Portugal – Europe’s dumping ground suspends waste imports over landfill concerns

14th June 2020 | Recycling

Portugal, which traditionally takes in large amounts of rubbish from other countries including the UK because of its low waste management fees, has suspended imports to protect its own landfill capacity. The Covid-19 crisis has led to more domestic waste being generated and the Portuguese government intends to temporarily ban imports until the end of the year.

Many residents hope that will become permanent as the fight against imported rubbish for domestic landfill gathers pace. On a hillside in the village of Sobrado in northern Portugal, Marisol Marques looks out over the place she has called home for most of her life, but the vista is now interrupted by a giant landfill site. As she watches, lorries dump more rubbish on to the earth. She tells me the situations has now become intolerable.


In the warmer months in particular she says the smell and the insects have blighted everyday life for people. Children don’t play outside and often people have to keep their windows closed. “I feel a big sadness for being Portuguese and for Portugal as it’s receiving waste from so many countries,” says Ms Marques, who has become a major activist in the fight to get the site closed. “It feels like we’re on sale. This makes us feel like we’re so small as a country. Portugal is such a beautiful country and has so much to offer. Why are we being recognised as Europe’s dumping ground? That’s really bad.”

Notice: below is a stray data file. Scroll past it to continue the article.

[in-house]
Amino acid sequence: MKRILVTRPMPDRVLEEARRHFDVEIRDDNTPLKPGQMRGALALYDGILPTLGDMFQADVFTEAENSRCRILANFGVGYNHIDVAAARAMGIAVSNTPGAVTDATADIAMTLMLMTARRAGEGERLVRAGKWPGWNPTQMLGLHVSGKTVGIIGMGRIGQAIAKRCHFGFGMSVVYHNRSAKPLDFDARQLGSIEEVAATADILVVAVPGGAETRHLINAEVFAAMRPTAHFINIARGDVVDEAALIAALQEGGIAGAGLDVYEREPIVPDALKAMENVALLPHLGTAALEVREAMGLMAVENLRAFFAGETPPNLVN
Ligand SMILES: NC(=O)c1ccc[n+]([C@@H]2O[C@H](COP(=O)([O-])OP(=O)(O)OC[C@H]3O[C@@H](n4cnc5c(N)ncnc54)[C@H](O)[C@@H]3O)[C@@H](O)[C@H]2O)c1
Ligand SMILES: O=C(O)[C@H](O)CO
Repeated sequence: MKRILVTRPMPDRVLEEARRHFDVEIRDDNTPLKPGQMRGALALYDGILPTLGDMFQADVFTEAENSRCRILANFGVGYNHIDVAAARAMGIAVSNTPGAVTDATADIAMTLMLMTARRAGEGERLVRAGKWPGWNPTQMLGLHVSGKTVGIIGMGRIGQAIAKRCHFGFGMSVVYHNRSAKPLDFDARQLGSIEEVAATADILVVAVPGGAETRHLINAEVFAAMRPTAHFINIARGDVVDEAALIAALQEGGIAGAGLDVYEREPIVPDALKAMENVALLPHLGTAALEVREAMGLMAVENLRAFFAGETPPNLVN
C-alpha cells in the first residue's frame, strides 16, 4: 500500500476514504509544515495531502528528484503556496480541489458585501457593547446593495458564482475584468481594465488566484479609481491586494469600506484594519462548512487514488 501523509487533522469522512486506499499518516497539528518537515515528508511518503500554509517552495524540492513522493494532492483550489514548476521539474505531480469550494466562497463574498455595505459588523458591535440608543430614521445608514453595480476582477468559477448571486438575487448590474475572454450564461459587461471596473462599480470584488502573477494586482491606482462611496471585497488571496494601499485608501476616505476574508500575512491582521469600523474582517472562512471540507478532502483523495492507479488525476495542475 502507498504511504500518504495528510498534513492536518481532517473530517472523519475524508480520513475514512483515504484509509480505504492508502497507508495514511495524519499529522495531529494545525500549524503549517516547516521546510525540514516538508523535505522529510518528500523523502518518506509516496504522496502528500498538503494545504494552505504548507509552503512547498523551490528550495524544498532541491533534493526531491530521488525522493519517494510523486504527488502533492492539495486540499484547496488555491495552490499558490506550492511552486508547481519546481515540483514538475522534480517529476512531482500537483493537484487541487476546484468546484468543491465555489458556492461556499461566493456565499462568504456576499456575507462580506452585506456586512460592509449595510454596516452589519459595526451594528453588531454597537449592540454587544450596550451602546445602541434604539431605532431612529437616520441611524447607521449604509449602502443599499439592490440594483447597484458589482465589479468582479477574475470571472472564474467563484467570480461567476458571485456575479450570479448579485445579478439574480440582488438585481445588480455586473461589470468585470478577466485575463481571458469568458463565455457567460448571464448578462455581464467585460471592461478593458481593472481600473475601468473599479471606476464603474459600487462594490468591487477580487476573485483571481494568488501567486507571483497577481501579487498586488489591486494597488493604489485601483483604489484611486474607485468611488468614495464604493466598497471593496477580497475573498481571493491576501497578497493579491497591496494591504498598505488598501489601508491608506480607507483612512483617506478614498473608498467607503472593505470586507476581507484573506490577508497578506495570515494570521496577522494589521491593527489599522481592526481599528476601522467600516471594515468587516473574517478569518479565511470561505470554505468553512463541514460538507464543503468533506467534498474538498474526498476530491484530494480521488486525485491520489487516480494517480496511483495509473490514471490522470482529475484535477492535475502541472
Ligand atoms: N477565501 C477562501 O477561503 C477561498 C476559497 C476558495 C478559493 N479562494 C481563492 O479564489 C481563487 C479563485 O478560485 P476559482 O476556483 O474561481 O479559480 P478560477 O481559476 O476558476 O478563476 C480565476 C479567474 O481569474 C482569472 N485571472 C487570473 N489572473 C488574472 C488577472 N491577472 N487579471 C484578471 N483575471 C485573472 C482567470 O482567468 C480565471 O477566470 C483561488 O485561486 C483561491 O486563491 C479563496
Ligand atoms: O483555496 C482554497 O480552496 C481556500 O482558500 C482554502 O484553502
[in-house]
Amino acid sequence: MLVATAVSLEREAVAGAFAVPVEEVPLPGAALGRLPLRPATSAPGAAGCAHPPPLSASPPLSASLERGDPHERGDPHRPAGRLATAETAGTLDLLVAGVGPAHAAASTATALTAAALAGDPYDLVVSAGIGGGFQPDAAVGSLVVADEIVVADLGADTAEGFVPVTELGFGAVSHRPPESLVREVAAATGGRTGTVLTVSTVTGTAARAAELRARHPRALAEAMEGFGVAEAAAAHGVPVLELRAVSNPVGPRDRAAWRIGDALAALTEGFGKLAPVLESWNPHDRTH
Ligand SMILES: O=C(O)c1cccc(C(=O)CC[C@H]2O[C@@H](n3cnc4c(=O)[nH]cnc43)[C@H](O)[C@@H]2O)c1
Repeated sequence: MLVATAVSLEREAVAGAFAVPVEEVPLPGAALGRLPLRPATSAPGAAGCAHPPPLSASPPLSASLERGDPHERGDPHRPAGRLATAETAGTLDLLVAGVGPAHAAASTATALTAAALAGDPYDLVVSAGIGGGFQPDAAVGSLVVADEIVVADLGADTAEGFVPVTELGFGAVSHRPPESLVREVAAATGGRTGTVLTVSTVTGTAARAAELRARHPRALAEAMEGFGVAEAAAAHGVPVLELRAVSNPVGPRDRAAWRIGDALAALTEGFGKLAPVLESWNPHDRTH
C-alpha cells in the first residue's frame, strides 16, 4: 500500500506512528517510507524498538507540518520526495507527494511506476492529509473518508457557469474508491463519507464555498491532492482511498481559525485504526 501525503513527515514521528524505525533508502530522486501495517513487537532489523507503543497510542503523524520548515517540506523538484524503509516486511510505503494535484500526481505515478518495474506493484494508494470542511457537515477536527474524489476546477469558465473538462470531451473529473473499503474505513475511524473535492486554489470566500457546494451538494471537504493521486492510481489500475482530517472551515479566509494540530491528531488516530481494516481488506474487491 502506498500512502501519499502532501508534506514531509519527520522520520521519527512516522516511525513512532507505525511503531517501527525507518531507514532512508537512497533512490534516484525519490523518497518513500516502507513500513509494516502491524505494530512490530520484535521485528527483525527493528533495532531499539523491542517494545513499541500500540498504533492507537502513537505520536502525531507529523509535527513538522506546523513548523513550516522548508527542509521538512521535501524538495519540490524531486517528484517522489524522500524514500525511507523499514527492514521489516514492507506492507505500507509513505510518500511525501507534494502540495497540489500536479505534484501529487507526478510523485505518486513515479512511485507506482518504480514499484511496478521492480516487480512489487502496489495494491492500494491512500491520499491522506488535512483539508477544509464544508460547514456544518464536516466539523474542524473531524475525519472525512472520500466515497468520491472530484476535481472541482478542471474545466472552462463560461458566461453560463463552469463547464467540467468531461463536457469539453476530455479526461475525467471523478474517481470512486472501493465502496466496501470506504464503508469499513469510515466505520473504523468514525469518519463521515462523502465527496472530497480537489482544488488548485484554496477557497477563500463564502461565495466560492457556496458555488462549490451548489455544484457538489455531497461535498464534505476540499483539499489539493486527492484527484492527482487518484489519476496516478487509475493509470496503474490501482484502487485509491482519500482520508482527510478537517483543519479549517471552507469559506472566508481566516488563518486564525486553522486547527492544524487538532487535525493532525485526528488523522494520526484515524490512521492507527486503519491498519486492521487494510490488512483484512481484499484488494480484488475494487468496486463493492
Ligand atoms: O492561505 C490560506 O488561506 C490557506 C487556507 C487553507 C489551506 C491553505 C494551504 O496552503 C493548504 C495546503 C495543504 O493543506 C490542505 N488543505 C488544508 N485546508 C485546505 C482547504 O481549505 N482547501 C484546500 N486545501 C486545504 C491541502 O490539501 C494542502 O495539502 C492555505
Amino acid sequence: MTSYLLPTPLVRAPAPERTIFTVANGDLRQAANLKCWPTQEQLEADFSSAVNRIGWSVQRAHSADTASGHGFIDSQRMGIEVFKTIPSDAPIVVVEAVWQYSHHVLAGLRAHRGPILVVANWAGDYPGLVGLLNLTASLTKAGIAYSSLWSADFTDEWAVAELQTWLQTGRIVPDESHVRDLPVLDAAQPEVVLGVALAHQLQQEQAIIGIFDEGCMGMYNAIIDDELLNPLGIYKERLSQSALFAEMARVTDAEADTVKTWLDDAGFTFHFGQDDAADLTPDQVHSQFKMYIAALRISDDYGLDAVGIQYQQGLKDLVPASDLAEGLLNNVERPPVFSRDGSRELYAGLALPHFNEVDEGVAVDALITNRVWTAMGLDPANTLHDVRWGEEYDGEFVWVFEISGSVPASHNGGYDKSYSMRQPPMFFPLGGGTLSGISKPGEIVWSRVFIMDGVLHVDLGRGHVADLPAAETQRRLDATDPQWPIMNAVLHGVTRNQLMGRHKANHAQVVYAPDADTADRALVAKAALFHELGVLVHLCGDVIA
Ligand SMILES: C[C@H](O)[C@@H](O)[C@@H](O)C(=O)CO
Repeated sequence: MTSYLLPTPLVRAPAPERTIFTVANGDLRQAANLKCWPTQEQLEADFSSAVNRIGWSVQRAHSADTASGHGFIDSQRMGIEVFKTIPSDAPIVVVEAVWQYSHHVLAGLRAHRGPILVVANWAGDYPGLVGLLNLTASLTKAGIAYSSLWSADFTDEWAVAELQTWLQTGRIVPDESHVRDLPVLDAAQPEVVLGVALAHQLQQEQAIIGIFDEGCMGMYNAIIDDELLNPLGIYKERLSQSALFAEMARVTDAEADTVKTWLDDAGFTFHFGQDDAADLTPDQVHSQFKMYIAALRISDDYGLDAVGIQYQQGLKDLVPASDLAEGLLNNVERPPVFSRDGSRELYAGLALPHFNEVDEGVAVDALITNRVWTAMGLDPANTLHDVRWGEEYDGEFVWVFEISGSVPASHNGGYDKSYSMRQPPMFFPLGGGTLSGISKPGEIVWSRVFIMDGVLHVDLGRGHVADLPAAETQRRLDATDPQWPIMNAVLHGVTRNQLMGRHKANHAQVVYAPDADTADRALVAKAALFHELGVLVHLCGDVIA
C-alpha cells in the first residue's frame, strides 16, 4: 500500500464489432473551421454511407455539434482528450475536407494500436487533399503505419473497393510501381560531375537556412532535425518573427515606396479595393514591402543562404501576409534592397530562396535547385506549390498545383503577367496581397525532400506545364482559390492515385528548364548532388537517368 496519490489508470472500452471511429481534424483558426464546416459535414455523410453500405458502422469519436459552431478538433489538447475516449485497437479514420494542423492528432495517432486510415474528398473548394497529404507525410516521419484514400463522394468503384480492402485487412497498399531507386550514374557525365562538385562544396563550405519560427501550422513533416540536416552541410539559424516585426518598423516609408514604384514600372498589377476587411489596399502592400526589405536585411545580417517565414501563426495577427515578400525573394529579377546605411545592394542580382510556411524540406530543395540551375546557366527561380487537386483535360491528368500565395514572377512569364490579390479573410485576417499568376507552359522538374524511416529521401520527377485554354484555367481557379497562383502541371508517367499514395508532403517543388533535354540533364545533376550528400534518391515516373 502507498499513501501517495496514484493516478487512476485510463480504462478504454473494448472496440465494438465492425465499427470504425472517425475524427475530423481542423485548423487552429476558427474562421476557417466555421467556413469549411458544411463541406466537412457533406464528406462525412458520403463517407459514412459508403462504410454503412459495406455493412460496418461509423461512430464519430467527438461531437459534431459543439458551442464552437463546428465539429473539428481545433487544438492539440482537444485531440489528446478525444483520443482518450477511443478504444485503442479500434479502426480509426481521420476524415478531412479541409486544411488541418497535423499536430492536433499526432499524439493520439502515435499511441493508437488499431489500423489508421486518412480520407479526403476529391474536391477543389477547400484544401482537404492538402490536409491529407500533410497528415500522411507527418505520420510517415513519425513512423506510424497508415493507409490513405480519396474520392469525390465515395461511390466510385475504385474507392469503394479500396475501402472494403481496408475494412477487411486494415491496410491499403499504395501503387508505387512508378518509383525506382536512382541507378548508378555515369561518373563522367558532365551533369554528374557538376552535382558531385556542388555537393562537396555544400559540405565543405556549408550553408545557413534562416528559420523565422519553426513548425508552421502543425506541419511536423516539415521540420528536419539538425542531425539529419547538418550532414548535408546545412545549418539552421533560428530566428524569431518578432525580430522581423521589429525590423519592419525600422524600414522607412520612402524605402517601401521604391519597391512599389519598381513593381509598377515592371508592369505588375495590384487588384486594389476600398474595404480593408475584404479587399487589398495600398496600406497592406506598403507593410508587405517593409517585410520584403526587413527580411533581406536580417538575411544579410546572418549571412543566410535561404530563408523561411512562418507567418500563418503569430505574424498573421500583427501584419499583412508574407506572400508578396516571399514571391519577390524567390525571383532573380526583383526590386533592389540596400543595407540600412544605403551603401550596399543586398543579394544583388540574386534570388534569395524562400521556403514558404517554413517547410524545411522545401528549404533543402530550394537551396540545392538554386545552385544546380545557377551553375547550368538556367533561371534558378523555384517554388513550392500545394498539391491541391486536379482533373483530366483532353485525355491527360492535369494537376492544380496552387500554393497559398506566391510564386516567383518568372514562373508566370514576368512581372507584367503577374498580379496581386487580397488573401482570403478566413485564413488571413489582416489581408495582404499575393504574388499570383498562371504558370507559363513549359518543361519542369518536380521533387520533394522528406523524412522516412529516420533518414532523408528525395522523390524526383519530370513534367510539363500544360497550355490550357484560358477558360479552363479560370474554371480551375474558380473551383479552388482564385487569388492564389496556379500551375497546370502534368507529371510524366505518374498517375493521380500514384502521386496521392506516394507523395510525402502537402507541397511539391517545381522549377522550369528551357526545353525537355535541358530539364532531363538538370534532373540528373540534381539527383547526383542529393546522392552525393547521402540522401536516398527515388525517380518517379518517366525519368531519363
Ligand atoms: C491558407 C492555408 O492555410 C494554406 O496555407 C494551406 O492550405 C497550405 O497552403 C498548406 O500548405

For now, no foreign waste is coming into the country and the residents want it to stay that way. Everywhere you go to in the village you see signs calling for an end to the landfill. The posters say “Sobrado wants to breathe, close the landfill.”

On one street where the signs are pinned to every lamppost I meet Beatriz Lindo. She was born here and returned to this place she loved after spending years in the UK. But she says the place has changed because of the landfill site. And recent months have made things more worrying. Before the ban on imports, residents were worried about waste coming from Italy – a nation hit particularly bad by Covid-19.

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